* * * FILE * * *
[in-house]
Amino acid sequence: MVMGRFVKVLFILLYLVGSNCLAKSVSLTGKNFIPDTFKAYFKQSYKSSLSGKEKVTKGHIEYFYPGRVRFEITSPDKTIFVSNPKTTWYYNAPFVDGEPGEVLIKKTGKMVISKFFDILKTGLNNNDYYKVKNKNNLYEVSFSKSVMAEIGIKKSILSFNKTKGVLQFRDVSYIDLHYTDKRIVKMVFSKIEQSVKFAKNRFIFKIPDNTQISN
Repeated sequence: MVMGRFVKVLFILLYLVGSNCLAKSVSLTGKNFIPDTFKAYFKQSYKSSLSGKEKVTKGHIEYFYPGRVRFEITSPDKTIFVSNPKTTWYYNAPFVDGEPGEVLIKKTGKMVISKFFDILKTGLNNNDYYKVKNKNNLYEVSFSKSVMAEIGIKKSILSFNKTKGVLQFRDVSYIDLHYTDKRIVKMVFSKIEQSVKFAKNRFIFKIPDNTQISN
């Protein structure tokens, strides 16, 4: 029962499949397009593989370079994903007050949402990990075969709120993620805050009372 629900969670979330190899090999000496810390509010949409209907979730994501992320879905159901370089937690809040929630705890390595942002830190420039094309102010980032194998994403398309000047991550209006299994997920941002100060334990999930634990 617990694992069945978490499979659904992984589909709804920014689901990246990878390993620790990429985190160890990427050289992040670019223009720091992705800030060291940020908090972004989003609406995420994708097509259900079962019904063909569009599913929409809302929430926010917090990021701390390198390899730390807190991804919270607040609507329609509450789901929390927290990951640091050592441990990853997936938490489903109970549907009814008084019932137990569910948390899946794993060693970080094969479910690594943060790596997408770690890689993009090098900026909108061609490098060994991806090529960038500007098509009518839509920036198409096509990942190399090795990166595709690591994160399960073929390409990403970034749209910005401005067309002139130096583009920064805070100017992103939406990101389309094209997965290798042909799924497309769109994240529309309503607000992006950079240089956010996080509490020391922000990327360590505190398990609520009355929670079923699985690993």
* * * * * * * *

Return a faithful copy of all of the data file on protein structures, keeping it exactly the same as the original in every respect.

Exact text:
[in-house]
Amino acid sequence: MVMGRFVKVLFILLYLVGSNCLAKSVSLTGKNFIPDTFKAYFKQSYKSSLSGKEKVTKGHIEYFYPGRVRFEITSPDKTIFVSNPKTTWYYNAPFVDGEPGEVLIKKTGKMVISKFFDILKTGLNNNDYYKVKNKNNLYEVSFSKSVMAEIGIKKSILSFNKTKGVLQFRDVSYIDLHYTDKRIVKMVFSKIEQSVKFAKNRFIFKIPDNTQISN
Repeated sequence: MVMGRFVKVLFILLYLVGSNCLAKSVSLTGKNFIPDTFKAYFKQSYKSSLSGKEKVTKGHIEYFYPGRVRFEITSPDKTIFVSNPKTTWYYNAPFVDGEPGEVLIKKTGKMVISKFFDILKTGLNNNDYYKVKNKNNLYEVSFSKSVMAEIGIKKSILSFNKTKGVLQFRDVSYIDLHYTDKRIVKMVFSKIEQSVKFAKNRFIFKIPDNTQISN
């Protein structure tokens, strides 16, 4: 029962499949397009593989370079994903007050949402990990075969709120993620805050009372 629900969670979330190899090999000496810390509010949409209907979730994501992320879905159901370089937690809040929630705890390595942002830190420039094309102010980032194998994403398309000047991550209006299994997920941002100060334990999930634990 617990694992069945978490499979659904992984589909709804920014689901990246990878390993620790990429985190160890990427050289992040670019223009720091992705800030060291940020908090972004989003609406995420994708097509259900079962019904063909569009599913929409809302929430926010917090990021701390390198390899730390807190991804919270607040609507329609509450789901929390927290990951640091050592441990990853997936938490489903109970549907009814008084019932137990569910948390899946794993060693970080094969479910690594943060790596997408770690890689993009090098900026909108061609490098060994991806090529960038500007098509009518839509920036198409096509990942190399090795990166595709690591994160399960073929390409990403970034749209910005401005067309002139130096583009920064805070100017992103939406990101389309094209997965290798042909799924497309769109994240529309309503607000992006950079240089956010996080509490020391922000990327360590505190398990609520009355929670079923699985690993």